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Legislative Assembly for the ACT: 2013 Week 12 Hansard (23 October) . . Page.. 3711..


urban renewal along the corridor and, indeed, at the key anchor points both in Gungahlin and the city.

Within the town centre a future cinema complex is proposed for release on block 1 section 12. This will be a mixed use development that will also include a retail and residential component. We are very close to announcing the successful tenderer for this project.

The government has also sold block 1 section 227 in the town centre and this has been purchased by the Eastlake Football Club. This development will not only generate employment opportunities for the area. Certainly, it also has considerable social and entertainment benefits.

Gungahlin will also be the site for the territory's first common ground project, an innovative new mixed housing development.

Insurance—third party

MRS JONES: My question is to the Treasurer. The Road Transport (Third-Party Insurance) Act 2008 introduced certain changes to compulsory third-party insurance.

Minister, can you confirm that the act has led to a reduction in the number of insurance claims proceeding to court? If so, by how many?

MR BARR: I will obviously need to take the detail of that question on notice. The data will take some time to gather, but I am happy to provide that information to the member in due course. I would say that this is an area where the government believes there is a need for further reform. We certainly recognise the advantages of competition and we are very pleased that, for the first time in more than 25 years, ACT residents have a choice of third-party insurance providers. We are already seeing benefits of competition, both in terms of reduced prices for drivers who have a lower risk threshold and also in terms of a focus on early medical intervention and rehabilitation that the new entrants have brought into the marketplace.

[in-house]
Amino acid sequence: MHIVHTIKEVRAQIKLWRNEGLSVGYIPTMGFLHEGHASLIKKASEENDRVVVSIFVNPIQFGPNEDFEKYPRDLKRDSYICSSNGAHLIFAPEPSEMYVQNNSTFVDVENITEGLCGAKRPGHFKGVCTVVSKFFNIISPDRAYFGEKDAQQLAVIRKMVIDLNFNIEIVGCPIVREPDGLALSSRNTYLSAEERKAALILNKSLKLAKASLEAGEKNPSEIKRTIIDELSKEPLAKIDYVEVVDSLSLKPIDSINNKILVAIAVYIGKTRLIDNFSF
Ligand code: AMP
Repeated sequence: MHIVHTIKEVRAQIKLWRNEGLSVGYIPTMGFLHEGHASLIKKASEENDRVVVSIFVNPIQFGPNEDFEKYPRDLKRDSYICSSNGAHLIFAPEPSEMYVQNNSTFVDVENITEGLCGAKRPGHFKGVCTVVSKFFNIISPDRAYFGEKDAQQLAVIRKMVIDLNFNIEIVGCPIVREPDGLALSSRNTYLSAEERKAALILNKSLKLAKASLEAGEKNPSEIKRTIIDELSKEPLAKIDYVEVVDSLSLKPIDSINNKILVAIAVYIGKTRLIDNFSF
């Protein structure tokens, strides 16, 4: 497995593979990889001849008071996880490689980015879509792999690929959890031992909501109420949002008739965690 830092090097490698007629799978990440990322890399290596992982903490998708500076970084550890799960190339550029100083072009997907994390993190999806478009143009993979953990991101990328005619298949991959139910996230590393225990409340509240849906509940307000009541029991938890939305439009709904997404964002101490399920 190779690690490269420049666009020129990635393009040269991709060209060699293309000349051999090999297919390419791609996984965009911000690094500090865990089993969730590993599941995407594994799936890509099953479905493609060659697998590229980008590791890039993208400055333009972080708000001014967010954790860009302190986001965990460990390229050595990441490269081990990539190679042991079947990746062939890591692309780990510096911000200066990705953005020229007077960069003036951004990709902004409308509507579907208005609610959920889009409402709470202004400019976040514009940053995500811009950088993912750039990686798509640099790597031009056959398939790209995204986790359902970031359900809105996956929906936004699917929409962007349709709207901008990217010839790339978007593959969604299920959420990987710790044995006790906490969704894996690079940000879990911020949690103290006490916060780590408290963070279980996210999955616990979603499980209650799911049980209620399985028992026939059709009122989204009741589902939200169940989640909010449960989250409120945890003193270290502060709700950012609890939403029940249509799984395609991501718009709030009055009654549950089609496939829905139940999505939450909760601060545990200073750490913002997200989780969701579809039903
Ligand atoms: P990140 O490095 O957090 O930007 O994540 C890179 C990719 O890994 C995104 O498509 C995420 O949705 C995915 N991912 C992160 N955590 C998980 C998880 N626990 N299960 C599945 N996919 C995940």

We believe, though, that significant downward pressure on premiums will only come with a change to our system, a move away from a fault-based system. The government is certainly actively exploring further reforms in this area. The Victorian model is one that we are looking at, and I can foreshadow to the Assembly that we will be bringing further legislation. I look forward to the support of Assembly members this time because we know this is one of the more significant cost of living pressures that we are experiencing as residents in this city. There is something we can do about it, and that is to change our system.

We can also all contribute as residents by having fewer accidents, and one of the best ways to do that might be to slow down a little on the roads. Fewer accidents mean fewer payouts and lower premiums. All of our road safety strategies are at play to assist in that task. But everyone can assist by driving to the conditions and driving to the speed limit. Unfortunately, it would appear, from the evidence of anyone who spends any time on the roads in Canberra, that the speed limit seems to be more of an


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